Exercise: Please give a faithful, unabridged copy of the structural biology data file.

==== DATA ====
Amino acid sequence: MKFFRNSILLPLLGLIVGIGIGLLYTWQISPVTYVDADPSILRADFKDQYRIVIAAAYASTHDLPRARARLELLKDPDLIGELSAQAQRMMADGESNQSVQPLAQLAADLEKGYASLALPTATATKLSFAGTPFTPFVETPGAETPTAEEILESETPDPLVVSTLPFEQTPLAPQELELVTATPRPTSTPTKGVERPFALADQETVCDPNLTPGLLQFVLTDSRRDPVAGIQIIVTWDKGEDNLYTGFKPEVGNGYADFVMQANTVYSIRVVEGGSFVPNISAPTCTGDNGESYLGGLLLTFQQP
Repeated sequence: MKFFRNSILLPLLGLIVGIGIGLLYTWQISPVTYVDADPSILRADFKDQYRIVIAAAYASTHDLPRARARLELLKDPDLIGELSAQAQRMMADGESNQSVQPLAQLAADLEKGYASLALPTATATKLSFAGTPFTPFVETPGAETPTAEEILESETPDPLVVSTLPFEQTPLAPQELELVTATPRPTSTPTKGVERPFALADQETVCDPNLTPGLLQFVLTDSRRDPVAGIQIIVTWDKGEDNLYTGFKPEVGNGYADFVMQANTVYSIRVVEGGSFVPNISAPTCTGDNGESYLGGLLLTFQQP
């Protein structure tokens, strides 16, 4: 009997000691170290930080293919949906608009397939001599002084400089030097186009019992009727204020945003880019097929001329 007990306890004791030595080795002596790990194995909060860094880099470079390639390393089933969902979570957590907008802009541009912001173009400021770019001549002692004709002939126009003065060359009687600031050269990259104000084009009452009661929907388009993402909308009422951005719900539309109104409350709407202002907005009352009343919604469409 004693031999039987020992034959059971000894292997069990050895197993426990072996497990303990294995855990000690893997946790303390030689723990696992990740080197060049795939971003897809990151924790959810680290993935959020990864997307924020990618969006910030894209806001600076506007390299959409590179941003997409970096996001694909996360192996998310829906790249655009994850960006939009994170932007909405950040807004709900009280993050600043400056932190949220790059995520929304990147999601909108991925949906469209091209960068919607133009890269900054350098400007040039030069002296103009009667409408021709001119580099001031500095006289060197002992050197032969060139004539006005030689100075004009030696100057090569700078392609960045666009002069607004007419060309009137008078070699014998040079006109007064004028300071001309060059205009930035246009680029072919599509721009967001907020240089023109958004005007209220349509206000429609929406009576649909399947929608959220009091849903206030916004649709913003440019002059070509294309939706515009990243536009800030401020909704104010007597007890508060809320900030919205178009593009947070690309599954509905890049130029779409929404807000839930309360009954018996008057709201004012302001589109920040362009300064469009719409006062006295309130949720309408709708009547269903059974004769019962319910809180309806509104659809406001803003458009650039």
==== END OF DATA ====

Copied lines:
Amino acid sequence: MKFFRNSILLPLLGLIVGIGIGLLYTWQISPVTYVDADPSILRADFKDQYRIVIAAAYASTHDLPRARARLELLKDPDLIGELSAQAQRMMADGESNQSVQPLAQLAADLEKGYASLALPTATATKLSFAGTPFTPFVETPGAETPTAEEILESETPDPLVVSTLPFEQTPLAPQELELVTATPRPTSTPTKGVERPFALADQETVCDPNLTPGLLQFVLTDSRRDPVAGIQIIVTWDKGEDNLYTGFKPEVGNGYADFVMQANTVYSIRVVEGGSFVPNISAPTCTGDNGESYLGGLLLTFQQP
Repeated sequence: MKFFRNSILLPLLGLIVGIGIGLLYTWQISPVTYVDADPSILRADFKDQYRIVIAAAYASTHDLPRARARLELLKDPDLIGELSAQAQRMMADGESNQSVQPLAQLAADLEKGYASLALPTATATKLSFAGTPFTPFVETPGAETPTAEEILESETPDPLVVSTLPFEQTPLAPQELELVTATPRPTSTPTKGVERPFALADQETVCDPNLTPGLLQFVLTDSRRDPVAGIQIIVTWDKGEDNLYTGFKPEVGNGYADFVMQANTVYSIRVVEGGSFVPNISAPTCTGDNGESYLGGLLLTFQQP
């Protein structure tokens, strides 16, 4: 009997000691170290930080293919949906608009397939001599002084400089030097186009019992009727204020945003880019097929001329 007990306890004791030595080795002596790990194995909060860094880099470079390639390393089933969902979570957590907008802009541009912001173009400021770019001549002692004709002939126009003065060359009687600031050269990259104000084009009452009661929907388009993402909308009422951005719900539309109104409350709407202002907005009352009343919604469409 004693031999039987020992034959059971000894292997069990050895197993426990072996497990303990294995855990000690893997946790303390030689723990696992990740080197060049795939971003897809990151924790959810680290993935959020990864997307924020990618969006910030894209806001600076506007390299959409590179941003997409970096996001694909996360192996998310829906790249655009994850960006939009994170932007909405950040807004709900009280993050600043400056932190949220790059995520929304990147999601909108991925949906469209091209960068919607133009890269900054350098400007040039030069002296103009009667409408021709001119580099001031500095006289060197002992050197032969060139004539006005030689100075004009030696100057090569700078392609960045666009002069607004007419060309009137008078070699014998040079006109007064004028300071001309060059205009930035246009680029072919599509721009967001907020240089023109958004005007209220349509206000429609929406009576649909399947929608959220009091849903206030916004649709913003440019002059070509294309939706515009990243536009800030401020909704104010007597007890508060809320900030919205178009593009947070690309599954509905890049130029779409929404807000839930309360009954018996008057709201004012302001589109920040362009300064469009719409006062006295309130949720309408709708009547269903059974004769019962319910809180309806509104659809406001803003458009650039």